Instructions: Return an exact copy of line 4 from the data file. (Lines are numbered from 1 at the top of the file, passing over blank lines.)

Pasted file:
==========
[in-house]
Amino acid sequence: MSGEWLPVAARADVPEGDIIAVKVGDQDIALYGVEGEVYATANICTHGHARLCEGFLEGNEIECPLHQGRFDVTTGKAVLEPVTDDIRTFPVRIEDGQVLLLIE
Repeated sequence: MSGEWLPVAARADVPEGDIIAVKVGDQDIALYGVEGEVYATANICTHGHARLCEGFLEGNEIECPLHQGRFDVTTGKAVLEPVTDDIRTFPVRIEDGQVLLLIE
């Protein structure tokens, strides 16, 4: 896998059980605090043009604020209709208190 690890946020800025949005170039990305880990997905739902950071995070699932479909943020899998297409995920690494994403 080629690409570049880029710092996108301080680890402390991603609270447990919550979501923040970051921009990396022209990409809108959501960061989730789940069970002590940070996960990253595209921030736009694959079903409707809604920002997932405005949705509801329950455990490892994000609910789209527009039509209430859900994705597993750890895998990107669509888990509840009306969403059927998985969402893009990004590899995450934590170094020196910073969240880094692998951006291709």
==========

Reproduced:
């Protein structure tokens, strides 16, 4: 896998059980605090043009604020209709208190 690890946020800025949005170039990305880990997905739902950071995070699932479909943020899998297409995920690494994403 080629690409570049880029710092996108301080680890402390991603609270447990919550979501923040970051921009990396022209990409809108959501960061989730789940069970002590940070996960990253595209921030736009694959079903409707809604920002997932405005949705509801329950455990490892994000609910789209527009039509209430859900994705597993750890895998990107669509888990509840009306969403059927998985969402893009990004590899995450934590170094020196910073969240880094692998951006291709």